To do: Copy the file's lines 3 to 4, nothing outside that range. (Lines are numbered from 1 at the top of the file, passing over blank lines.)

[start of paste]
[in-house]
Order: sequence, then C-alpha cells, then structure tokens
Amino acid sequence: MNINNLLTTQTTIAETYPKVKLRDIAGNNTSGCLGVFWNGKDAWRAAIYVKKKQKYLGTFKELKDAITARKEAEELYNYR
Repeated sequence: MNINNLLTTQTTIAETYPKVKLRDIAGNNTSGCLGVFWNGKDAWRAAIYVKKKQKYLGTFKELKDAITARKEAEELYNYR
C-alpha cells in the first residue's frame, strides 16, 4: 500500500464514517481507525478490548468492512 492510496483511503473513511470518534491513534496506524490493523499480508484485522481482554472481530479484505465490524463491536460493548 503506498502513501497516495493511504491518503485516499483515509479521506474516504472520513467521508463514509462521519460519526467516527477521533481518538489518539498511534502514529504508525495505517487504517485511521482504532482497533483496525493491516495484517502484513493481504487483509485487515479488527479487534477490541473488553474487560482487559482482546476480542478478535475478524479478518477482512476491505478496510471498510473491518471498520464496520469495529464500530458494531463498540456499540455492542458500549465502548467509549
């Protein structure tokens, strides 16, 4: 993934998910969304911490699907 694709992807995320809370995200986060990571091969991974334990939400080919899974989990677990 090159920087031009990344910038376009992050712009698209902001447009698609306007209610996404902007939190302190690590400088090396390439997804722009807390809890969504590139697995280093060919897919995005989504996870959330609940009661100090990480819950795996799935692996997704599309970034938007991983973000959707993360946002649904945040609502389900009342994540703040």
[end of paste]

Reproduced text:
Amino acid sequence: MNINNLLTTQTTIAETYPKVKLRDIAGNNTSGCLGVFWNGKDAWRAAIYVKKKQKYLGTFKELKDAITARKEAEELYNYR
Repeated sequence: MNINNLLTTQTTIAETYPKVKLRDIAGNNTSGCLGVFWNGKDAWRAAIYVKKKQKYLGTFKELKDAITARKEAEELYNYR